Monday, Apr 23, 2018
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A conversation with critic Greil Marcus

A few months after his visit to Ohio State University in Columbus, we caught up with Greil Marcus. Here are a few excerpts:

Q: Where did the idea for your book Stranded come from?

A: It came from an editor at Oxford University Press who called to say he was doing this whole series of desert island books on the arts. I didn't know what he meant. He explained they were doing jazz, literature, architecture - what building you would take to a desert island, I guess. I thought it was a really dumb idea. But I thought about it, and the money was good, and it gave some friends a chance to write about something they cared about. I thought it was dumb, everyone loved it. The idea struck me as false, but I insisted they let me make the rules and that's how it started.

Q: Why dumb?

A: Why ask a scholar of American history to, I don't know, choose one person who stood alone against injustice? It's wrong to force these questions. It's a completely false choice. I have probably 20 different records I can argue are the greatest. At any given time I feel that the sum total of what human beings can create is contained in the Chiffons' "One Fine Day" or the Clash's "Complete Control."

Q: And that title, Stranded?

A: There was difficulty coming up with it, until I was listening to this Roxy Music album and that word was in the last line. It seemed perfect because stranded is how people felt in 1978. They felt they were no longer speaking of the things they cared about. Jimmy Carter had proclaimed a 'general malaise,' and there was. The common conversation that had sustained people for a decade had dissolved, and what was left was this isolation.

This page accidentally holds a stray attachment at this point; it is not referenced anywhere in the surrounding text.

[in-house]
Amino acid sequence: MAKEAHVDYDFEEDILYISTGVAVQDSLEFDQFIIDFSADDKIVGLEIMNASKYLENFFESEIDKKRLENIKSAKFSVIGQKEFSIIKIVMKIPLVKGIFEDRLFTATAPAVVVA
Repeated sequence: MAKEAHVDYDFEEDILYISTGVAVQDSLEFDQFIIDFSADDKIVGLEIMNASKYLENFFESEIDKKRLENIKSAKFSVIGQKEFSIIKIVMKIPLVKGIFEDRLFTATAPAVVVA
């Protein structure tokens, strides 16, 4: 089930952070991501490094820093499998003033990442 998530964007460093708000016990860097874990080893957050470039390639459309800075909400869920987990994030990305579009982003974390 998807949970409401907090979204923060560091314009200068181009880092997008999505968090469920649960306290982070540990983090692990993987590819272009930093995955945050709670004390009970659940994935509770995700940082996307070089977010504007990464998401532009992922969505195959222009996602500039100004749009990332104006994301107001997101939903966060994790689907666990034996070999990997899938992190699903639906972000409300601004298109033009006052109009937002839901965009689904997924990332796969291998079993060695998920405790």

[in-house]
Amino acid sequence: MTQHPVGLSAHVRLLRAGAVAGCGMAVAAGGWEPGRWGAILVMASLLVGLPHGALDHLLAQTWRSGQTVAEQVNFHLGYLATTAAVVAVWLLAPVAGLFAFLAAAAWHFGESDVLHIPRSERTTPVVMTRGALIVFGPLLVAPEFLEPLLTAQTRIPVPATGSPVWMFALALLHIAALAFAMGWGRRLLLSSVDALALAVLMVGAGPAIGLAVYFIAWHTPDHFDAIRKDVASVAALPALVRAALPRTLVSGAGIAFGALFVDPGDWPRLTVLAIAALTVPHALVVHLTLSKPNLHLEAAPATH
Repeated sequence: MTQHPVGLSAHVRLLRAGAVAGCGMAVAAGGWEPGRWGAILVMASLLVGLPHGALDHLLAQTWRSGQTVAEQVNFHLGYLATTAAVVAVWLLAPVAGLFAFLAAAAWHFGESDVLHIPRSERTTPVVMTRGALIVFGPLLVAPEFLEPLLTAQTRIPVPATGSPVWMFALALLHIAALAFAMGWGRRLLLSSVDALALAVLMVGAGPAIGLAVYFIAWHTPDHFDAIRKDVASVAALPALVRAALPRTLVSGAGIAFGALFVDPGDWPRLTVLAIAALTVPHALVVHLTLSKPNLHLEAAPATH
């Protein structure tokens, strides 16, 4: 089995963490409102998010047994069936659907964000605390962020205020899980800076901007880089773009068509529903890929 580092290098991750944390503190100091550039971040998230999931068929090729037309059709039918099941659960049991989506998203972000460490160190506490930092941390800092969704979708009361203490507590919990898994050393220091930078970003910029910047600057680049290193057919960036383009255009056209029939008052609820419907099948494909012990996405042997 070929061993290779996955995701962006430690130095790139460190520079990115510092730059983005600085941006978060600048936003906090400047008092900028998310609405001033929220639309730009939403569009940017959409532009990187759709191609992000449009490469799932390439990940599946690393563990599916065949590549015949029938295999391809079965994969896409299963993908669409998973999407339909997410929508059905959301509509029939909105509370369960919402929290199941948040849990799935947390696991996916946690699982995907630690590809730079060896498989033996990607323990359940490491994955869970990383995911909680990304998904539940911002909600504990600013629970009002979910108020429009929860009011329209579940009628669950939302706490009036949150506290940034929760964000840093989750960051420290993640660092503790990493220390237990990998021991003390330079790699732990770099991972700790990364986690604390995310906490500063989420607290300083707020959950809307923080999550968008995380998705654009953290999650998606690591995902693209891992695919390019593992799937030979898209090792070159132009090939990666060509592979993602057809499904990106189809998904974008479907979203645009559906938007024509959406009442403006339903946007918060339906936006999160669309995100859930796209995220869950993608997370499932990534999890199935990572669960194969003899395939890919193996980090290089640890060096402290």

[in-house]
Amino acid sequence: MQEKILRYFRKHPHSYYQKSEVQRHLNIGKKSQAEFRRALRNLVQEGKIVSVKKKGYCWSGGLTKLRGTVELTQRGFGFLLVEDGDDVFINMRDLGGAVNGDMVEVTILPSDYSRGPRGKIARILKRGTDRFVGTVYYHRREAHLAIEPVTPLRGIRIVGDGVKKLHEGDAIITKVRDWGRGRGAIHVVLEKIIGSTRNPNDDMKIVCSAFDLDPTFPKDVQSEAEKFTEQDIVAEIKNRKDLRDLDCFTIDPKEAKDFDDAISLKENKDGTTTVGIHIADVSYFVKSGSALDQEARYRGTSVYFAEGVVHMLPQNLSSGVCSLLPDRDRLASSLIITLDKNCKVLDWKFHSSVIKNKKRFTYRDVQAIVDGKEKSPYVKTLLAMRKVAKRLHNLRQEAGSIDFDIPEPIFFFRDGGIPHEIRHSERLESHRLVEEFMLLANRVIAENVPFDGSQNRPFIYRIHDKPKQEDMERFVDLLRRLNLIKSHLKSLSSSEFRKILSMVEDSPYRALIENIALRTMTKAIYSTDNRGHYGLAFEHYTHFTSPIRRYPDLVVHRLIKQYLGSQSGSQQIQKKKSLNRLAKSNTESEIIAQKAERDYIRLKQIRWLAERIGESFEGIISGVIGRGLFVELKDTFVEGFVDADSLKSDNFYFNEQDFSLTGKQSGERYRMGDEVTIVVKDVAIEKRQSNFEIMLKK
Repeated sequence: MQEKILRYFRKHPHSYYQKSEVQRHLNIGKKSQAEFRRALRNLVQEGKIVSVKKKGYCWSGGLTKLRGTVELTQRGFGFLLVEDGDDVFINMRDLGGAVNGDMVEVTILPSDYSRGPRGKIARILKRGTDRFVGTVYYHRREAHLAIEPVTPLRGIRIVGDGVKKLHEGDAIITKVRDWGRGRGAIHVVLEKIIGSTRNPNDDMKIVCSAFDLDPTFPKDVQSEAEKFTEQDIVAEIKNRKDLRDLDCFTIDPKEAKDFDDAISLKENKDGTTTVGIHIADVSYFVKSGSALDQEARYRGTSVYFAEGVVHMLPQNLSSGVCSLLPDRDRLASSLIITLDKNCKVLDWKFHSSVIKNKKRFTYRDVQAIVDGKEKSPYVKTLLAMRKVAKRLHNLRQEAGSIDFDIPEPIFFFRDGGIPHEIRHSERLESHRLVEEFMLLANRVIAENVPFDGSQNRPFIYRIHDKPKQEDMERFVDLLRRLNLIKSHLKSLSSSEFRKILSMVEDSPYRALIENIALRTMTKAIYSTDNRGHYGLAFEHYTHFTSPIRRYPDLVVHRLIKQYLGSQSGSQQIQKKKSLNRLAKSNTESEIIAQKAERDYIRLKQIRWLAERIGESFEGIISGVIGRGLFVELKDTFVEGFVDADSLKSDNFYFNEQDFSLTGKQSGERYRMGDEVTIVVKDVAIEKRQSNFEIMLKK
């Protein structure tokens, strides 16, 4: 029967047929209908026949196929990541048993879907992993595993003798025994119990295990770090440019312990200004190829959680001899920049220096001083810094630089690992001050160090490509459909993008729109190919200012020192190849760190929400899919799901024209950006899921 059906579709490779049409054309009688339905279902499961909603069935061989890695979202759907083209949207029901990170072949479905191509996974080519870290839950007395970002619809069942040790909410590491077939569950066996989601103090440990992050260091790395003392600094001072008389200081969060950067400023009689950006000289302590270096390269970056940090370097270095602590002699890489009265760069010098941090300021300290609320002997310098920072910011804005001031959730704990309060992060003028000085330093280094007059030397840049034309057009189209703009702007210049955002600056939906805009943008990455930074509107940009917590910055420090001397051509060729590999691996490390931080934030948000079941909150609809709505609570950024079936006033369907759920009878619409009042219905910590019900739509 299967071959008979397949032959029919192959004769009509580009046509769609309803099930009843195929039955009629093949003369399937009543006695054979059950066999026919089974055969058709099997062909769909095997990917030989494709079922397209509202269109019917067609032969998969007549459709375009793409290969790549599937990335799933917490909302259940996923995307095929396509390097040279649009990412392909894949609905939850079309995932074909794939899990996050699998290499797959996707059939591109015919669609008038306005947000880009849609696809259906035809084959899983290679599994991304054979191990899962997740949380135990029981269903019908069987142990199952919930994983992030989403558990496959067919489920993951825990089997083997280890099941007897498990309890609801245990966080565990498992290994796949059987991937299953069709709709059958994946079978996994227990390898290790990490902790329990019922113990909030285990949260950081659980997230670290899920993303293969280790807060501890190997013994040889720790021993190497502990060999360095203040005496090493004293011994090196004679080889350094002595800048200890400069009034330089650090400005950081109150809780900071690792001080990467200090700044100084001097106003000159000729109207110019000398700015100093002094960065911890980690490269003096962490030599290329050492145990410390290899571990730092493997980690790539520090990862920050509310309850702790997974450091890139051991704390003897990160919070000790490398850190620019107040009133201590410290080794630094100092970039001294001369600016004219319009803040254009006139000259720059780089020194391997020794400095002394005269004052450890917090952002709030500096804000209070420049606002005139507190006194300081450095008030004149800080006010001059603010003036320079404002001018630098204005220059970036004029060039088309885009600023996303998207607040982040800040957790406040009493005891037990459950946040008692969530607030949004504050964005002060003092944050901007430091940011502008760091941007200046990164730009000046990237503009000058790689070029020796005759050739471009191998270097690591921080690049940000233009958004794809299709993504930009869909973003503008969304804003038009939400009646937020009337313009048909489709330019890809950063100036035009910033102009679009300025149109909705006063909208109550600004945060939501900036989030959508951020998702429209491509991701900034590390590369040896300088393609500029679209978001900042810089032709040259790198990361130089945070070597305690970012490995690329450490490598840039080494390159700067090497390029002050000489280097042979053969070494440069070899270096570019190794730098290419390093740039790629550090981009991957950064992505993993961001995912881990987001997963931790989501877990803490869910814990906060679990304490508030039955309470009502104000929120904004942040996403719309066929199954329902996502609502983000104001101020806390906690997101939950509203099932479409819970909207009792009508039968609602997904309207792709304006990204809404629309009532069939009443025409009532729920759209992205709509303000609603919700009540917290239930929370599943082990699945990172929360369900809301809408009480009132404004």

Q: Between Stranded and Marooned with its new writers answering the same question, do you get a sense that people listen to music differently now?

A: I don't know, but what struck me, aside from reading it and feeling that doors were opening in buildings I didn't know existed, was that these people are more confessional. The new essays are rooted more in the personal, in traumas. I don't know if that's a cultural snapshot of a moment, but in 1978 it was 'I'm going to write this because my reply matters,' and now it's the way the art on the cover transformed a life, not necessarily a song or a lyric. The social is missing, though it's not a bad thing. Newer writers will use a new experience to convey their sense of personal jeopardy.

Q: Do you ever feel like a sounding board for random people? Like you're this guy people throw their theories at?

A: No. I don't. People sometimes write me with really interesting ideas or send me a story they wrote and want me to make it better or they write because they think no one else feels the way they do. Some years ago I started getting letters from this woman in upstate New York. She was in love with The Band. It became clear she was very lonely and self-hating and desperate, yet incredibly eloquent and passionate and she would write to say she saw Rick Danko [guitarist for The Band] at this horrible club outside Syracuse or something, and it struck me that she had found a way to write about the experience of being a fan of a group that didn't exist, that had fallen apart. She struggled with the question of whether the music was still alive when the band wasn't. So no, I feel privileged.

Q: When you started at Rolling Stone, was this true? Was there the feeling a new form of writing was being created?

A: None of us had any idea what we were doing. What you ask - No. I had published a few reviews but it didn't feel terribly important. But you tried anyway. Every review, whether it was from Lester Bangs or Jim Miller, every piece was an experiment though. I remember this guy named J.R. Young started sending stuff. I was the first record review editor. He was sending short stories where an album or song might come up in the copy but would capture the record regardless - what was new about it, what was unexpected. Basically we had freedom, and more so, we wanted to live up to that.

Q: There's a freedom in nobody paying attention to you.

A: Oh, great freedom. One of the reasons Rolling Stone was so ambitious then was it tried stuff. Nobody knew who we were. We didn't know, either. There were no record release parties or record company schmoozers skulking around. We didn't even know them or how to find them. You couldn't buy the magazine in an airport. But if you think of yourself as a creative person there's freedom in the idea no one is listening, but somebody might be - nobody notices, but somebody will. That's what I like about Stranded and Marooned: The stories come from a place when you desperately wanted to tell someone about something. But nobody listened, or cared.


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